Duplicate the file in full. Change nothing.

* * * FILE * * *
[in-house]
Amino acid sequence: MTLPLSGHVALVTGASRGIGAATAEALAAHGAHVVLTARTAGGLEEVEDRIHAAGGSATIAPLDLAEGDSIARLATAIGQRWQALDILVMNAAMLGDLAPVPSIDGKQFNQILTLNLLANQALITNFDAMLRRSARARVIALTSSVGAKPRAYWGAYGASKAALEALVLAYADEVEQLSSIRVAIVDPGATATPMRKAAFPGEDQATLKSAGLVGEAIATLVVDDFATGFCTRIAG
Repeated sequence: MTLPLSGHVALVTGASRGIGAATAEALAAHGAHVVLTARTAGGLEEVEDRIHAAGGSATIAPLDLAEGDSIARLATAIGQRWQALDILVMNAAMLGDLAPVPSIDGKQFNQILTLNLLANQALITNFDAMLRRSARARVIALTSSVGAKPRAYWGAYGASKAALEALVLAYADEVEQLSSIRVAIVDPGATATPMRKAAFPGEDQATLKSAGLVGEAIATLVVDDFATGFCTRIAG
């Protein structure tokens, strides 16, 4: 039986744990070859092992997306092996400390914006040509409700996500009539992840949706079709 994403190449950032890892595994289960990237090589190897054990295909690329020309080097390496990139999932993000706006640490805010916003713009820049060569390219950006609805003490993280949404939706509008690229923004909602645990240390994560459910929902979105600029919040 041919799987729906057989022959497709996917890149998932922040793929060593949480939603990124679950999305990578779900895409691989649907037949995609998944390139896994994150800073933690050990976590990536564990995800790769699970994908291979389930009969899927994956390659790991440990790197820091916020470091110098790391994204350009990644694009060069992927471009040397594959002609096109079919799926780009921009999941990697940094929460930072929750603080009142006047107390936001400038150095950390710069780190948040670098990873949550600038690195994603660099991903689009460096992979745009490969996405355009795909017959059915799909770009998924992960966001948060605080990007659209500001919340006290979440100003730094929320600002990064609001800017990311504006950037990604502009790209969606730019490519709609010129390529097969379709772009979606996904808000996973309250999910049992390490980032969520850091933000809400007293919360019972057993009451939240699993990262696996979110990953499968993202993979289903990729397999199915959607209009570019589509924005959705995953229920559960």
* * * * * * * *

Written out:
[in-house]
Amino acid sequence: MTLPLSGHVALVTGASRGIGAATAEALAAHGAHVVLTARTAGGLEEVEDRIHAAGGSATIAPLDLAEGDSIARLATAIGQRWQALDILVMNAAMLGDLAPVPSIDGKQFNQILTLNLLANQALITNFDAMLRRSARARVIALTSSVGAKPRAYWGAYGASKAALEALVLAYADEVEQLSSIRVAIVDPGATATPMRKAAFPGEDQATLKSAGLVGEAIATLVVDDFATGFCTRIAG
Repeated sequence: MTLPLSGHVALVTGASRGIGAATAEALAAHGAHVVLTARTAGGLEEVEDRIHAAGGSATIAPLDLAEGDSIARLATAIGQRWQALDILVMNAAMLGDLAPVPSIDGKQFNQILTLNLLANQALITNFDAMLRRSARARVIALTSSVGAKPRAYWGAYGASKAALEALVLAYADEVEQLSSIRVAIVDPGATATPMRKAAFPGEDQATLKSAGLVGEAIATLVVDDFATGFCTRIAG
């Protein structure tokens, strides 16, 4: 039986744990070859092992997306092996400390914006040509409700996500009539992840949706079709 994403190449950032890892595994289960990237090589190897054990295909690329020309080097390496990139999932993000706006640490805010916003713009820049060569390219950006609805003490993280949404939706509008690229923004909602645990240390994560459910929902979105600029919040 041919799987729906057989022959497709996917890149998932922040793929060593949480939603990124679950999305990578779900895409691989649907037949995609998944390139896994994150800073933690050990976590990536564990995800790769699970994908291979389930009969899927994956390659790991440990790197820091916020470091110098790391994204350009990644694009060069992927471009040397594959002609096109079919799926780009921009999941990697940094929460930072929750603080009142006047107390936001400038150095950390710069780190948040670098990873949550600038690195994603660099991903689009460096992979745009490969996405355009795909017959059915799909770009998924992960966001948060605080990007659209500001919340006290979440100003730094929320600002990064609001800017990311504006950037990604502009790209969606730019490519709609010129390529097969379709772009979606996904808000996973309250999910049992390490980032969520850091933000809400007293919360019972057993009451939240699993990262696996979110990953499968993202993979289903990729397999199915959607209009570019589509924005959705995953229920559960």